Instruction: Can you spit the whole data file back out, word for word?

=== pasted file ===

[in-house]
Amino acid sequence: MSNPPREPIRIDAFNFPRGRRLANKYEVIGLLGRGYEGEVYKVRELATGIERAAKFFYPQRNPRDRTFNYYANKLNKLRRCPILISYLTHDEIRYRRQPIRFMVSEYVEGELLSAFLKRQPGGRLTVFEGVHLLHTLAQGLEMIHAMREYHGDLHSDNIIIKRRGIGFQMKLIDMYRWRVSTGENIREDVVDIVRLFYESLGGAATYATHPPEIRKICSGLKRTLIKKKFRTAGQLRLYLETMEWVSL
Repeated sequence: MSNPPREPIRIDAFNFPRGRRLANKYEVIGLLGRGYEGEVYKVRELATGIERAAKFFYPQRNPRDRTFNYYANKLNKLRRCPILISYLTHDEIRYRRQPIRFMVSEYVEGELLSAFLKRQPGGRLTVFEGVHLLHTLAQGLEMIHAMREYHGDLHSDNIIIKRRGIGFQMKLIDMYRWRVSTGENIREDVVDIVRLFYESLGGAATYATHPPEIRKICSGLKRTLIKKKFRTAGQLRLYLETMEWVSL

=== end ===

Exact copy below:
[in-house]
Amino acid sequence: MSNPPREPIRIDAFNFPRGRRLANKYEVIGLLGRGYEGEVYKVRELATGIERAAKFFYPQRNPRDRTFNYYANKLNKLRRCPILISYLTHDEIRYRRQPIRFMVSEYVEGELLSAFLKRQPGGRLTVFEGVHLLHTLAQGLEMIHAMREYHGDLHSDNIIIKRRGIGFQMKLIDMYRWRVSTGENIREDVVDIVRLFYESLGGAATYATHPPEIRKICSGLKRTLIKKKFRTAGQLRLYLETMEWVSL
Repeated sequence: MSNPPREPIRIDAFNFPRGRRLANKYEVIGLLGRGYEGEVYKVRELATGIERAAKFFYPQRNPRDRTFNYYANKLNKLRRCPILISYLTHDEIRYRRQPIRFMVSEYVEGELLSAFLKRQPGGRLTVFEGVHLLHTLAQGLEMIHAMREYHGDLHSDNIIIKRRGIGFQMKLIDMYRWRVSTGENIREDVVDIVRLFYESLGGAATYATHPPEIRKICSGLKRTLIKKKFRTAGQLRLYLETMEWVSL